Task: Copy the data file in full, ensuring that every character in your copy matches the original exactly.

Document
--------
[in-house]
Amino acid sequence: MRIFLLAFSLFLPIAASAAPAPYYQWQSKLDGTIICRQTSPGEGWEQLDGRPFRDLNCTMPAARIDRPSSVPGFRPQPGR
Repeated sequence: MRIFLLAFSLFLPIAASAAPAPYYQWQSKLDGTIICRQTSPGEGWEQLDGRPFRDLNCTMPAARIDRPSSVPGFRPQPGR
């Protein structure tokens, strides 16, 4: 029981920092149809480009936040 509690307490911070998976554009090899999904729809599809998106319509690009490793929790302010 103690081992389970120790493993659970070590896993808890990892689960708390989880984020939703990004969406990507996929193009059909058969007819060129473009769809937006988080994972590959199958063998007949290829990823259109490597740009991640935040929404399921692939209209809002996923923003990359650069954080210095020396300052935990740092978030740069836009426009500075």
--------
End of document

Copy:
[in-house]
Amino acid sequence: MRIFLLAFSLFLPIAASAAPAPYYQWQSKLDGTIICRQTSPGEGWEQLDGRPFRDLNCTMPAARIDRPSSVPGFRPQPGR
Repeated sequence: MRIFLLAFSLFLPIAASAAPAPYYQWQSKLDGTIICRQTSPGEGWEQLDGRPFRDLNCTMPAARIDRPSSVPGFRPQPGR
């Protein structure tokens, strides 16, 4: 029981920092149809480009936040 509690307490911070998976554009090899999904729809599809998106319509690009490793929790302010 103690081992389970120790493993659970070590896993808890990892689960708390989880984020939703990004969406990507996929193009059909058969007819060129473009769809937006988080994972590959199958063998007949290829990823259109490597740009991640935040929404399921692939209209809002996923923003990359650069954080210095020396300052935990740092978030740069836009426009500075």